Physical injuries after an accident are common. Whether it’s whiplash, broken bones, burns, cuts, bruises or scrapes, when you can see the damage done, it’s easy to document and prove to a jury. However, accidents can also inflict serious emotional and mental trauma on victims. That’s much harder to show.
It is easy for some to brush off mental and emotional suffering. Even though our society is making a push to recognize the importance of mental health, many people still believe others can “just get over it.” However, accidents are often traumatic—the emotional and mental health effects can be just as harmful, even after the physical injuries have healed.
Taking Emotional and Mental Distress Into Account After an Accident
A physical injury like breaking your leg will affect your daily life; but trauma can, too. Mood swings, anxiety, depression, insomnia, and nightmares can make it difficult for victims to go back to work or school, care for their children, or carry out simple everyday tasks. If your trauma is severe, it could prevent you from driving, going near the scene of your accident, or performing the tasks you were doing at the time it occurred. The vast majority of Americans simply can’t afford to struggle like this for a prolonged period of time. Victims might need therapy and psychological help on top of doctors’ bills, rehabilitation and more.
In some cases, victims may suffer from post-traumatic stress disorder (PTSD). While PTSD is commonly associated with soldiers who have been through combat, anyone can develop this condition after a traumatic event. Studies have shown that people in motor vehicle accidents, for example, are at an increased risk of PTSD.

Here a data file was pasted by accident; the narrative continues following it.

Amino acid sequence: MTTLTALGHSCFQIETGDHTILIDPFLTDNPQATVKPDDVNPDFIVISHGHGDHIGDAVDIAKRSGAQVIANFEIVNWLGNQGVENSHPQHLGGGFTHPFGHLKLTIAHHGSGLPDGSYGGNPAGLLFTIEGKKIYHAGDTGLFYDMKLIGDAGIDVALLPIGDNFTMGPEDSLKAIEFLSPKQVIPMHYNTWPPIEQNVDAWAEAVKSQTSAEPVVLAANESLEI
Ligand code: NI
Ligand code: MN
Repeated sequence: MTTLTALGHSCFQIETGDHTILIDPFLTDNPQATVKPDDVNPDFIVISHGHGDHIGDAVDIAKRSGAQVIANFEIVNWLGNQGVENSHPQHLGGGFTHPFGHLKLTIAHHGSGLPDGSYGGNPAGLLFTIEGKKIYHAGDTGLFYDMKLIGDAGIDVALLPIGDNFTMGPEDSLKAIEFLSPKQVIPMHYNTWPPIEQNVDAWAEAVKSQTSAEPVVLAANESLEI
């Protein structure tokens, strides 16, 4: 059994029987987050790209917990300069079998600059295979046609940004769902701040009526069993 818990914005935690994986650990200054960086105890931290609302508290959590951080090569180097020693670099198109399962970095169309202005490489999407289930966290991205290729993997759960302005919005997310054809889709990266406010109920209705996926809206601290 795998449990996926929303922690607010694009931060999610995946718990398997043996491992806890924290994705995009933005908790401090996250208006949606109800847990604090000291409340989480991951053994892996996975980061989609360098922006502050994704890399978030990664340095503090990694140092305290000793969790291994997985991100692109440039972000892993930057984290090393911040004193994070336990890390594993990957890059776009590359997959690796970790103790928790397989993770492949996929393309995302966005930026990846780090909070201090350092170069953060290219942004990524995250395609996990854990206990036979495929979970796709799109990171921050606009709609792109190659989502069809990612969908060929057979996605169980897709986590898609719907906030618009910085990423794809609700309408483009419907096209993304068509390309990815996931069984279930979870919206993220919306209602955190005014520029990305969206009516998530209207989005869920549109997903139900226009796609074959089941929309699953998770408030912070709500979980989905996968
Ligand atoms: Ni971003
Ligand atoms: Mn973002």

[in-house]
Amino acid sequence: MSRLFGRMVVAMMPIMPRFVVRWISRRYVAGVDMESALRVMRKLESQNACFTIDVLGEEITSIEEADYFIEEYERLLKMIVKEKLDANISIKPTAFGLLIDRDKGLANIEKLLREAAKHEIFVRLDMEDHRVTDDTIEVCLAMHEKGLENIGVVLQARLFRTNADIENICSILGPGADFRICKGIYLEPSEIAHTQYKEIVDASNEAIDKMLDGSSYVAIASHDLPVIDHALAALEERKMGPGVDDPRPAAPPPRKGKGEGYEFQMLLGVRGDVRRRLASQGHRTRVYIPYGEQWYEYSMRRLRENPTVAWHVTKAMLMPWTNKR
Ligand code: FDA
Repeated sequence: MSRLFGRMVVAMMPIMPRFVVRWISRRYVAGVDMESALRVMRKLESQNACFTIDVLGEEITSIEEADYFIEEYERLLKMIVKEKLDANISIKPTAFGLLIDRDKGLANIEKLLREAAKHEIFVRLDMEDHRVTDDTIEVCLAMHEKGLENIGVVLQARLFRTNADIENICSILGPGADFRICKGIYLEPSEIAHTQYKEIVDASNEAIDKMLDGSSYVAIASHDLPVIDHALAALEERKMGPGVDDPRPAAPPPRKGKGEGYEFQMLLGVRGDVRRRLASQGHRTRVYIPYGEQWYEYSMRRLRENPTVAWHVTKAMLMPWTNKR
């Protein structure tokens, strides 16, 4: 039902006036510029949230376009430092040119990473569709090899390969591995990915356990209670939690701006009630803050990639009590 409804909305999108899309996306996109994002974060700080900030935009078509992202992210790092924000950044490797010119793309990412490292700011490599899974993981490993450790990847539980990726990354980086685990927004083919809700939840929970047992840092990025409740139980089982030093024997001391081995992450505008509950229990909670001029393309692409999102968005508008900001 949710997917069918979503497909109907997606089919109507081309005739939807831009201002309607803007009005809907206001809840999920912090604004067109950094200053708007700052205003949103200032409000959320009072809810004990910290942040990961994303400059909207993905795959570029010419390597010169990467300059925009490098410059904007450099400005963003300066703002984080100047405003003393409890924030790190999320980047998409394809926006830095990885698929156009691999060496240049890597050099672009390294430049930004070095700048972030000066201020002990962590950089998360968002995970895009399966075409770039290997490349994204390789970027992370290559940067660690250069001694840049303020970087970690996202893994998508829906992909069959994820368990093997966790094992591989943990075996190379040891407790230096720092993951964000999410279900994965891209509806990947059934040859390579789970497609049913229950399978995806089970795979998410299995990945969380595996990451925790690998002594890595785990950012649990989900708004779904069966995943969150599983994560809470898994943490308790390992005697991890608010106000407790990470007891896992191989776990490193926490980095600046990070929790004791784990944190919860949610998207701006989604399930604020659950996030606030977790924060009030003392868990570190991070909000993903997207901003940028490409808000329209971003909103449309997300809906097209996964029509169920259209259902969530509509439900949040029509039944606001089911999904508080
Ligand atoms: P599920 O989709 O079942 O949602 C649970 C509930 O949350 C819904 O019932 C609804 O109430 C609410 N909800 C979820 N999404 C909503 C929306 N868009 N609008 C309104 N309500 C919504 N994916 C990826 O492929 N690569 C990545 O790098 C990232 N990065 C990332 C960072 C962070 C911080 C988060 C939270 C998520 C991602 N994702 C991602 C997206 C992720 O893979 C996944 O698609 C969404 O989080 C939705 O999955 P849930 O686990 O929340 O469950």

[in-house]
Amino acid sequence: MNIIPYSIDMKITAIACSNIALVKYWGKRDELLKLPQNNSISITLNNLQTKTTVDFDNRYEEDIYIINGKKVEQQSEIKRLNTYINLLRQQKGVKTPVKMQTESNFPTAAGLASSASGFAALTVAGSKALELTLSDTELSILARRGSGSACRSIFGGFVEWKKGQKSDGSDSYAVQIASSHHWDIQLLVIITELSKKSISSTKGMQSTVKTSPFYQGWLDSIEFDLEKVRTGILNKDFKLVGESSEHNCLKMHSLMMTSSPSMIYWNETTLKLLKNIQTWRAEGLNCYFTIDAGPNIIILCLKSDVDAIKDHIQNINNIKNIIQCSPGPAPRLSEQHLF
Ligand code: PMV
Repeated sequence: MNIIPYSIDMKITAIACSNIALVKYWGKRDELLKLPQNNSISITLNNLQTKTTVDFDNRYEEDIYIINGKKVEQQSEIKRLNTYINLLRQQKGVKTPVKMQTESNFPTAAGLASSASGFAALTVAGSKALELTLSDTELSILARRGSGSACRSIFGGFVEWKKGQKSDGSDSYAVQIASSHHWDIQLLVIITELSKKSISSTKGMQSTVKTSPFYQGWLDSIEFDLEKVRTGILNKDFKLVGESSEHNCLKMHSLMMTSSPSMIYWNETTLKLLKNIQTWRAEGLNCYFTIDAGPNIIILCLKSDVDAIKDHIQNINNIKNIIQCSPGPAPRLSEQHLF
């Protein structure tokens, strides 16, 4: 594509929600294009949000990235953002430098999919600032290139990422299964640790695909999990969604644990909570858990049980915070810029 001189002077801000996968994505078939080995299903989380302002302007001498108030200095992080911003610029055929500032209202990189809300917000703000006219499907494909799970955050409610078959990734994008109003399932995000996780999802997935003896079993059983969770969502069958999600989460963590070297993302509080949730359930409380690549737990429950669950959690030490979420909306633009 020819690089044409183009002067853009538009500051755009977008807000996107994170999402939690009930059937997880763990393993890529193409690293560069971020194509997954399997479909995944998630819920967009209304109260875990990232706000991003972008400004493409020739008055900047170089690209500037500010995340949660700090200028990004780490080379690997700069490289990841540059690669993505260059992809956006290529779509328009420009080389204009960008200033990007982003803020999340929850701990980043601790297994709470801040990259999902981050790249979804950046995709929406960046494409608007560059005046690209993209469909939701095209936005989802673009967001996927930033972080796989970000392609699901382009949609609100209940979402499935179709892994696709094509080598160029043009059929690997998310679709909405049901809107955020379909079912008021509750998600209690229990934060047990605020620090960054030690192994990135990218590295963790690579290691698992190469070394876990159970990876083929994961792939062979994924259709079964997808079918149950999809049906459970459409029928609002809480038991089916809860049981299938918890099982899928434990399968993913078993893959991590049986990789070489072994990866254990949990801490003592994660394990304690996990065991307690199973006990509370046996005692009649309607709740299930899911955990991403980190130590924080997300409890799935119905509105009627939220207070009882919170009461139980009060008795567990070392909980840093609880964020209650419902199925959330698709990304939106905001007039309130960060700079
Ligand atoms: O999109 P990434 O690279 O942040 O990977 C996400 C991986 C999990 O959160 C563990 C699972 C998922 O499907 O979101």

However, PTSD isn’t limited to car accidents. Any kind of accident, whether it’s on the job, in a vehicle or elsewhere, can create lasting trauma. It’s especially common when you suffer from serious or catastrophic injuries. PTSD symptoms include intense, vivid memories or flashbacks, blackouts, self-harm, depression, insomnia, withdrawal from society and extreme avoidance of anything that reminds the victim of the accident.
Often, PTSD requires years of therapy. A psychologist may prescribe medications to help alleviate the symptoms. That can be prohibitively expensive for most people. That’s why it’s crucial to work with a skilled personal injury attorney—they’ll fight to get your emotional and mental health costs covered, as well as the physical damage.
Talk to an Ohio Personal Injury Attorney Today
If you’ve been injured in an accident, you deserve to recover compensation for every kind of injury you suffer. Call me today at 877.944.4373 to discuss your case and learn how I’ll Make Them Pay!®